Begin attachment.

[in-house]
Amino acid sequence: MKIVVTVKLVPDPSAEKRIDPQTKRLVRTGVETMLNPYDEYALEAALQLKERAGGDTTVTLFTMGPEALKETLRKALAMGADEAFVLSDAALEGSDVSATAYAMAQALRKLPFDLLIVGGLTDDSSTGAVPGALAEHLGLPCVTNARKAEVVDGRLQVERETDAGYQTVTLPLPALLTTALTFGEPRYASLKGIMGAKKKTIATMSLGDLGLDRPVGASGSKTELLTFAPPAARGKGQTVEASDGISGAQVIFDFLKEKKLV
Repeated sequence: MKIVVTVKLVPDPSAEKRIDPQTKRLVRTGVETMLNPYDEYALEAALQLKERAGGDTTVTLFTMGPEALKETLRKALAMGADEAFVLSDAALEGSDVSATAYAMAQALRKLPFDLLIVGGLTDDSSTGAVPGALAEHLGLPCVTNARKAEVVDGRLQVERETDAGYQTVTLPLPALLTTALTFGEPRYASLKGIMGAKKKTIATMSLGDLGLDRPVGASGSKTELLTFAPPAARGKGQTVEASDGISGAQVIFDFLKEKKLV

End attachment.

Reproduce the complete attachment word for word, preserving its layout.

[in-house]
Amino acid sequence: MKIVVTVKLVPDPSAEKRIDPQTKRLVRTGVETMLNPYDEYALEAALQLKERAGGDTTVTLFTMGPEALKETLRKALAMGADEAFVLSDAALEGSDVSATAYAMAQALRKLPFDLLIVGGLTDDSSTGAVPGALAEHLGLPCVTNARKAEVVDGRLQVERETDAGYQTVTLPLPALLTTALTFGEPRYASLKGIMGAKKKTIATMSLGDLGLDRPVGASGSKTELLTFAPPAARGKGQTVEASDGISGAQVIFDFLKEKKLV
Repeated sequence: MKIVVTVKLVPDPSAEKRIDPQTKRLVRTGVETMLNPYDEYALEAALQLKERAGGDTTVTLFTMGPEALKETLRKALAMGADEAFVLSDAALEGSDVSATAYAMAQALRKLPFDLLIVGGLTDDSSTGAVPGALAEHLGLPCVTNARKAEVVDGRLQVERETDAGYQTVTLPLPALLTTALTFGEPRYASLKGIMGAKKKTIATMSLGDLGLDRPVGASGSKTELLTFAPPAARGKGQTVEASDGISGAQVIFDFLKEKKLV